Challenger bank licenses 'under intense PRA scrutiny'

The Prudential Regulation Authority (PRA) only approved four applications for banking licences in the last year, down from 14 in the previous year, while the number of applications (11) has remained virtually unchanged from last year (10).

According to regulatory consultancy fscom, the fall in approvals suggests that the PRA is taking longer to approve new applicants for banking licences than in the past, with many of the recent wave of applicants for banking licences coming from digital-only challengers and FinTechs.

The figures come in the wake of a letter from the PRA to chief executives of challenger banks in mid-June, which outlined the regulator’s concerns about their risk management.

While the PRA is still keen to approve new entrants to the sector, fscom stated there are three key factors that all applicants for banking licences must address to give themselves the best chance of getting approval.

They must ensure boards have sufficient experience in banking - through at least one economic cycle - as many are made up of members from a tech background.

James Borley, director at fscom, commented: “The regulator is keen to see that the leadership team at a new bank has experience of lending through at least one economic cycle, and can manage a loan book in a period with potential for higher defaults – there is also a need for individuals with experience ensuring compliance in what is a very tightly-regulated industry.”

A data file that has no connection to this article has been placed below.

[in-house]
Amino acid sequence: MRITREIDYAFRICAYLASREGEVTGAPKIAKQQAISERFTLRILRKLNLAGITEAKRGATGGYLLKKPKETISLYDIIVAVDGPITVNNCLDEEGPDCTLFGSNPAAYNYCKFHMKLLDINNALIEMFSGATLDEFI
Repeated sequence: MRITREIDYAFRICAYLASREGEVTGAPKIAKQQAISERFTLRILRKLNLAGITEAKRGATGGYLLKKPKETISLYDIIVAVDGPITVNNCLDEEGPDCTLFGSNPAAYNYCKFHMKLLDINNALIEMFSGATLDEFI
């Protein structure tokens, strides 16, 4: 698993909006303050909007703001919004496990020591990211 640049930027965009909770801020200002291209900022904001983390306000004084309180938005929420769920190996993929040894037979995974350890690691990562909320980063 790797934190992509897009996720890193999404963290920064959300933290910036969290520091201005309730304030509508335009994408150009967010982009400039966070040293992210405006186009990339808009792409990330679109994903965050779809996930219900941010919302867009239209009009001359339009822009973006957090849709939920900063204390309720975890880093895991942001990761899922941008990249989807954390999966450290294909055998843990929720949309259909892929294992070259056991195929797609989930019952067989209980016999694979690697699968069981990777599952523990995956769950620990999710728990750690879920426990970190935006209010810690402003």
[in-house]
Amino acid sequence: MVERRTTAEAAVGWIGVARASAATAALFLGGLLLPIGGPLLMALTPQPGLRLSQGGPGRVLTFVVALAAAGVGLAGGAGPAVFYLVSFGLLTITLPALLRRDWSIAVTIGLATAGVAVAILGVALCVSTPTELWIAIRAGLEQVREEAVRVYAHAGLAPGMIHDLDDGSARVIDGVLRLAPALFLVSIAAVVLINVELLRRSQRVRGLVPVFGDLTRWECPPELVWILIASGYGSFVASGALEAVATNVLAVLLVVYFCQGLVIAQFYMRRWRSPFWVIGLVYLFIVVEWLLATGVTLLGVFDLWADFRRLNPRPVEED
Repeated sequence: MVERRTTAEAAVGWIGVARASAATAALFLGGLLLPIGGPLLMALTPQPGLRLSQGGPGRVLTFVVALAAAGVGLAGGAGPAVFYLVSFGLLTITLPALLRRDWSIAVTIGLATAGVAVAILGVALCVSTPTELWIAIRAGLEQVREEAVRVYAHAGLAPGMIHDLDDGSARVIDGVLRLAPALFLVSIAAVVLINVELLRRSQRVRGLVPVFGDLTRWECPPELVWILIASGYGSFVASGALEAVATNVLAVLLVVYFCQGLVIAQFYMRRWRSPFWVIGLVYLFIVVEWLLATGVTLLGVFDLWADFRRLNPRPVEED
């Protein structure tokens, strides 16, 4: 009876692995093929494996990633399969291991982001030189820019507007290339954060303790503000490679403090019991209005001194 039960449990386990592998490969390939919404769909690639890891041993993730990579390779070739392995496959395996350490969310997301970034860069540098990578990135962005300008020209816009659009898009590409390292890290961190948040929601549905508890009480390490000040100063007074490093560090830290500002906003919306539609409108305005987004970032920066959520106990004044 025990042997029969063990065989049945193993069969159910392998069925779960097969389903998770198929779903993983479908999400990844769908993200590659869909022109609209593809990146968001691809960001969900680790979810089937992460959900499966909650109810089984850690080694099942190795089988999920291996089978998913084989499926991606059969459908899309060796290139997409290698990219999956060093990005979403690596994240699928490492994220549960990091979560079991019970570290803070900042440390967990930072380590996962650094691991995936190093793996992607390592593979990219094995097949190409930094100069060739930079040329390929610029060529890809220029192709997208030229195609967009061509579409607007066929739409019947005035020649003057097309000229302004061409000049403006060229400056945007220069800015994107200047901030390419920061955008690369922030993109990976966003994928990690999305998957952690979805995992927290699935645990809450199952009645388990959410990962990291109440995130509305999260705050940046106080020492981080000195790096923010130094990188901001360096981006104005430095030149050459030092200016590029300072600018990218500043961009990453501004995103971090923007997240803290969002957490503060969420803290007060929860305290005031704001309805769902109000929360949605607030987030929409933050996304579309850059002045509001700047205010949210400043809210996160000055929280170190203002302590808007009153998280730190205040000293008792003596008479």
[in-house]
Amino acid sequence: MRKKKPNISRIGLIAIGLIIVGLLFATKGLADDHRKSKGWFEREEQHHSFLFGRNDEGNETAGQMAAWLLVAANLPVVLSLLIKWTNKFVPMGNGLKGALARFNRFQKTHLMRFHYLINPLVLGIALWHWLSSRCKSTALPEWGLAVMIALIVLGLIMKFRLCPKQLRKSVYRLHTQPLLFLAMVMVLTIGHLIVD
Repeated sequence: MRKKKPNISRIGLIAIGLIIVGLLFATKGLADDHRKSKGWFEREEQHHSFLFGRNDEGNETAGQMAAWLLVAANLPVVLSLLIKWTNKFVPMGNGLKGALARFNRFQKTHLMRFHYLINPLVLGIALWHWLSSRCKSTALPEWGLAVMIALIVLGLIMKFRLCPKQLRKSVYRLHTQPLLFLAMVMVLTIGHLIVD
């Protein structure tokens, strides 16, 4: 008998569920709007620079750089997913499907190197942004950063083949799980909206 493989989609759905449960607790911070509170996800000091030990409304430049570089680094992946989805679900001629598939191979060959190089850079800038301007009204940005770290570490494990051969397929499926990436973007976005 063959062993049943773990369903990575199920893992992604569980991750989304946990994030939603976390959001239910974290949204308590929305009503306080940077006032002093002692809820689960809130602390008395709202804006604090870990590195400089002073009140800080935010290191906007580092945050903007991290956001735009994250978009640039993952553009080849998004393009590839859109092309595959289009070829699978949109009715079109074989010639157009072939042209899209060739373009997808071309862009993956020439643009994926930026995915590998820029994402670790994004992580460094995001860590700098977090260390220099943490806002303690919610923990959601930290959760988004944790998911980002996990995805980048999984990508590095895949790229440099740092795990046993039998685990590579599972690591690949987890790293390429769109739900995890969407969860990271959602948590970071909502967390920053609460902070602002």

Separate analysis from Fitch Ratings this week also suggested that several digital challengers have grown faster than the market, during relatively benign credit conditions in recent years, with performance not yet tested in a downturn - with the warning that such FinTechs could be in for a shock if the economy hits a downturn.

Challenger banks must also prove their business model to the regulator, and back it with data.

Borley gave the example that it has been proven to be quite tough to get consumers to switch their main current accounts to a challenger bank. “How will the bank deal with this? The regulator will be keen to see an answer that is backed by data.”

Finally, FinTechs must make sure they have the investment needed to meet capital requirements, in order to protect potential customers.

Borley concluded: “The PRA operates with a presumption towards increasing competition in the banking sector, and is keen to see new banks enter the market.

“Potential applicants should be aware that none of the regulator’s challenges are insurmountable – the right preparation can ensure the process runs smoothly.”

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